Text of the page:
Not All Veggies are Created Equally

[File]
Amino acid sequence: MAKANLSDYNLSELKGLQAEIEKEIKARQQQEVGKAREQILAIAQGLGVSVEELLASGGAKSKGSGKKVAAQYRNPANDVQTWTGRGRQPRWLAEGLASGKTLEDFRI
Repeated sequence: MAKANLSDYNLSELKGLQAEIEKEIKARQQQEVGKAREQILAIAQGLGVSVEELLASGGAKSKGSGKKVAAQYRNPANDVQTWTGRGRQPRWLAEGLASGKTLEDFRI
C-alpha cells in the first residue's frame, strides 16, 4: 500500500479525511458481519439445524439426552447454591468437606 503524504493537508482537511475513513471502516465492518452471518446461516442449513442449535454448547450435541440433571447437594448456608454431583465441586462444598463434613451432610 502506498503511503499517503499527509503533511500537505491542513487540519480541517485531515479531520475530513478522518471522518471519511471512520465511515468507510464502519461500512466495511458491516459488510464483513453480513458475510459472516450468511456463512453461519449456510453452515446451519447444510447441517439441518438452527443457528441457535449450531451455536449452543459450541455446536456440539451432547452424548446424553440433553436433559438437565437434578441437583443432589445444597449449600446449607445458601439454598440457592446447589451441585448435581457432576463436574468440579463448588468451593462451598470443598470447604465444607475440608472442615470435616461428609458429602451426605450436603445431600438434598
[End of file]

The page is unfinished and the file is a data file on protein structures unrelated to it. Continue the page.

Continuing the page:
If you’ve spent time thinking about healthy eating, you know that you should try to include vegetables at every meal. I always encourage my nutrition clients to choose the vegetable first when planning a meal, so that they are sure to get the recommended 5 – 10 servings per day. Eating your veggies to be healthy is common knowledge, and nowadays even fast food restaurants know to throw a bit of iceberg lettuce and tomato at their clients. But there are vegetables and then there are Vegetables and a good question to ask is: “which vegetables pack the most nutritious punch?” At any health food store you can find shelves of “greens” products that promise a dose of veggies for people on the go. The color green is now synonymous with health and vitality; most doctors will recommend eating leafy greens for their high concentration of vitamins and minerals. But green is not the only thing to look for when walking through your local produce section, although this vibrant color is a very good place to start. Variety is the spice of life, and also a good way to ensure that you are getting a range of essential vitamins and minerals in your diet. Bright, dark colors, like red, purple, green and orange will lead you to foods like grapes and berries, kale, chard, cabbages, pomegranates, avocado, broccoli, Brussel sprouts, tomatoes, and squash. These foods will supply vitamins A, Bs, C and minerals such as calcium, magnesium, and other nutrients that scientists are discovering each week to have healing and protective qualities. One family of vegetables is the cruciferous variety and this includes many of the colorful honorees above: broccoli, cauliflower, brussel sprouts, arugula, bok choy, collard greens, kale, turnip and cabbage. Scientists now find this family of vegetables to be very promising in fighting cancer 1, 2 Once you’ve chosen a type of vegetable, an important consideration is the quality of the food. You need to make sure that the beautiful color of your veggie is representative of actual vitamin constituents and isn’t just the result of a gas the food was exposed to in transit to you. This may sound like a cynical view, but did you know that many fruits and vegetables are picked unripe and “ripened” by exposure to ethylene gas en route to your local store? A closer inspection of conventional grocery store produce reveals that the common tomato of today has 43 % less vitamin A than a 1950s era tomato. In his book entitled “The End of Food”, Thomas Pawlick 3 discusses this pathetic loss of nutrition and blames our society’s mass-production approach for detrimentally affecting today’s food industry. Profit-minded views have led to the mineral-depletion of our soil, adoption of new selection criteria for foods such as large size and uniformity, the ability to ship and stack easily, and is causing farmers to focus on foods conforming to these factors instead of factors such as taste or amount of nutrition in the produce. If October’s spinach scare wasn’t enough to convince you, now is a good time to buy from smaller, local organic growers who don’t cut corners and have manageable crops that are picked ripe, grown on rotated fields, generally not mass-produced) but so is the fact that you will be choosing a food that is pesticide-free. Some of the foods that are highly-sprayed are also the foods that contain the most vitamins: Mexican cantaloupes, grapes, green beans, bell peppers, and spinach. So what if you’re looking for a greens’ product that can get you through those mornings when you know it will be a long time before you get a serving of fresh vegetables? Greens’ drinks are a good way to fill that gap. But as you would with a whole vegetable, seek out good quality products that offer the most amount of nutrients. Your best bet is an organic greens product that’s made from actual vegetables and fruits (not their juices) and contains a large range of colorful vegetables, ideally with a lot of cruciferous ones. Striving to be perfect may be a recipe for a disaster but it’s good to a few things each day to reach your own optimal health. Each day try to tick the following items off your list of healthy to-dos: – get at least 5 servings (a handful) of fruits or vegetables – eat one leafy green food – eat one brightly colored fruit or vegetable – choose organic as often as you can